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Lives of the Children of Manasia - Book Review

Lives of the Children of Manasia

by Hillel Halkin and Isaac Thangjom

Paperback; 376 pages

Gefen Publishing House

Price: $24.95

Reviewed by R.M. Kiel

In this book, Halkin and Thangjom present interviews from a group of 12 people from the Bnei Menashe Community. The interviews are fascinating and moving.

First, I looked at the map on page 321, which somewhat confused me. I am an avid map reader. Why was I confused? I decided that the direction of the large arrow should be

reversed. Having settled that, I turned to the excellent introduction – a must read.

The introduction explains how many of the children of the Bnei Menashe started life in traditional, partly, or wholly pre-Christian villages; went through a time of devout Christian faith; found themselves troubled by certain aspects of this faith and finally turned to Judaism. Many emigrated to Israel, where 5000 members now live as full Jews and as Israeli citizens.

The break between followers of Rabbi Avichail and his Amishav organization and that of Shavei Israel led by Michael Freund is mentioned. We also read that some interviewees had difficulty in putting their private lives on display. They had been brought up to think that doing so was exhibitionist. They described encounters with the supernatural. The editors understood that they were told things by people whose concept of reality was different from that of the editors.

The Bnei Menashe Community ranges from the elderly to the newborn. Some were able to speak about the experiences of their antecedents that took place during World War I; others of the Japanese invasion of 1944; others of World War II in general. They speak about the rifts that occurred between Ashkenazi and Sephardi promoters of Judaism who visited from Israel.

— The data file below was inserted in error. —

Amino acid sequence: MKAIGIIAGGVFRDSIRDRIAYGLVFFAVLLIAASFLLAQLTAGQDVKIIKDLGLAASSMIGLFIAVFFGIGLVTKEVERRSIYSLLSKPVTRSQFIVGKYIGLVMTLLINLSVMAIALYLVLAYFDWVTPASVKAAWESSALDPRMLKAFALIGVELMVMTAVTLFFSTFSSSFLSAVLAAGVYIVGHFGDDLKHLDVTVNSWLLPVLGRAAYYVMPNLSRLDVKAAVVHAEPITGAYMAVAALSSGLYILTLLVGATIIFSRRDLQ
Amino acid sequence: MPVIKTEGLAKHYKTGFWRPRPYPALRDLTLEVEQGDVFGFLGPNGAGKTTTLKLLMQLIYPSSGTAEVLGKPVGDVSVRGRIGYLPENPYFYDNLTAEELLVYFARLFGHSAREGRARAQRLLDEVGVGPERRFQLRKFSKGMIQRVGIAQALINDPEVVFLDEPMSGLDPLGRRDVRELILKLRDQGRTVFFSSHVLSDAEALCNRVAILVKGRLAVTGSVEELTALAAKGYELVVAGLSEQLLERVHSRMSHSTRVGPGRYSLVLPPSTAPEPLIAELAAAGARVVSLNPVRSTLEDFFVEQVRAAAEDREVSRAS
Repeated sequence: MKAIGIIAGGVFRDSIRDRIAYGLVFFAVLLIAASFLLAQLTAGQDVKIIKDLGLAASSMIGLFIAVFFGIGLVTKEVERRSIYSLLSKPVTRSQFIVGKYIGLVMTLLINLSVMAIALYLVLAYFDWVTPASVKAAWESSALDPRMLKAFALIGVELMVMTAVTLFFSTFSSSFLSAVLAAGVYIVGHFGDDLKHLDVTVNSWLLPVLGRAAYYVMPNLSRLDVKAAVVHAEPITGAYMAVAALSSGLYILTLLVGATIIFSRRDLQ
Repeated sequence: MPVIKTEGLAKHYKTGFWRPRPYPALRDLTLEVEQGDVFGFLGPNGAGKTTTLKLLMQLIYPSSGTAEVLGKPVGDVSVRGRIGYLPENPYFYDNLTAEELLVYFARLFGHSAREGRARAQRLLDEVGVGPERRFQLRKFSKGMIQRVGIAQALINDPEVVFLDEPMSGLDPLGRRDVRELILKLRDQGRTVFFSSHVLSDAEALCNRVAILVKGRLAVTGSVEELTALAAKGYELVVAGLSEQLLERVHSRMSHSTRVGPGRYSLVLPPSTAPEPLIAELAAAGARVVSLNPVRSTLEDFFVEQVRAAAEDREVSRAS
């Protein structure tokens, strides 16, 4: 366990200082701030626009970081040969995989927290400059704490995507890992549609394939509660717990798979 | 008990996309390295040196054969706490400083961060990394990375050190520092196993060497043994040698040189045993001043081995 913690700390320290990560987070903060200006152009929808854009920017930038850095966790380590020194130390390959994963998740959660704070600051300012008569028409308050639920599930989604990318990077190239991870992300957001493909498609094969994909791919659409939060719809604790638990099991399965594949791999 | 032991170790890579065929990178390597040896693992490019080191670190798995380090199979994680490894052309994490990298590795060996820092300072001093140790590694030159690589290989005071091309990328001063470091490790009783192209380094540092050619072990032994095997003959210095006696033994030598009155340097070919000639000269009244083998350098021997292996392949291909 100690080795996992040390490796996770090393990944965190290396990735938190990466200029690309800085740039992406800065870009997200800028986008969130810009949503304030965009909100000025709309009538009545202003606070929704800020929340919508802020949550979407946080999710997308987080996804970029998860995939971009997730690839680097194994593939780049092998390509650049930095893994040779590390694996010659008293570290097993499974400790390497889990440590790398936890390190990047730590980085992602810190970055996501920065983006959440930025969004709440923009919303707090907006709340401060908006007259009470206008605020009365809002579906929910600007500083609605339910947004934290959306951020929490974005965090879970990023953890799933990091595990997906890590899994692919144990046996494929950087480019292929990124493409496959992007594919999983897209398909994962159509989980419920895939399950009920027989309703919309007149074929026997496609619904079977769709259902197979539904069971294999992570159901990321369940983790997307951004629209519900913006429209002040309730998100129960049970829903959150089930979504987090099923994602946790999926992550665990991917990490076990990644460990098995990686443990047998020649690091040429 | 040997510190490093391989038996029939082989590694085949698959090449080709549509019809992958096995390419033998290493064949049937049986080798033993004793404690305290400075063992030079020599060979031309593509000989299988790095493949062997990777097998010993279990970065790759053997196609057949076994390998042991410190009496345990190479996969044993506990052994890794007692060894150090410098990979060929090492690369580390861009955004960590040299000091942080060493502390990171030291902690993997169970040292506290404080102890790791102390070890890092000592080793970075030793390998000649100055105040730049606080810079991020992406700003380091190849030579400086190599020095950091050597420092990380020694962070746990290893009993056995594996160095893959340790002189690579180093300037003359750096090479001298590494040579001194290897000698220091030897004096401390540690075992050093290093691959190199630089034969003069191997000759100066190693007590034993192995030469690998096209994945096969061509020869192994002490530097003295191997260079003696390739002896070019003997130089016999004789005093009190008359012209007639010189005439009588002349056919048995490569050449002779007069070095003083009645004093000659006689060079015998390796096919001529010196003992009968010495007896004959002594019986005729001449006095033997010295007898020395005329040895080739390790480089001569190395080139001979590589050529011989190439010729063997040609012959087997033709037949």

On arriving in Israel some Bnei Menashe members were settled in Gush Katif, others in Afula; some moved north, others went south. Overall, though, they put down roots with other Bnei Menashe families. However, once in Israel, they experienced a drastic change in life style. A number mention the loss of respect for the older generation. Their

children growing up in Israel feel that being obedient is seen as not being Jewish. You must stand up for yourself, speak out and be heard. Religion is not a priority for the young.

Many of the villages left behind in India by the Community were surrounded by jungle. There were wolves, bears, wild boar, deer, wild goats, and at least one python, which enjoyed the performances it gave to the local villagers.

People grew rice, corn, cucumber and chili. They had goats and cows. They lived frequently together with their animals, at night keeping them under the houses, which were often on stilts. They did not have to worry about theft.Villages had chiefs, who usually had two helpers, to administer local affairs.

In Israel it takes less effort to be Jewish. The Community found that their children want smartphones. They are clever, but they do not learn to be wise.

The interviewees had been involved in various ways of earning a living, the main occupations being agriculture and tending flocks and herds. One or two went in for smuggling opium and diamonds. One or two did brief prison spells. All were much involved with a nearby religious group, usually some sort of Christian groupt, before turning to Judaism.

In Israel, Shlomo Gangte found himself in the middle of a gunfight with an Arab terrorist, whom he fought by using his fists!

The book is well-produced, with clear easy-to-read print. One complaint: the final book of the Christian testament is singular - Revelation – never plural.

This is not a book to read at one sitting. Linger over the interviews and give yourself time to appreciate and to learn from each one. 



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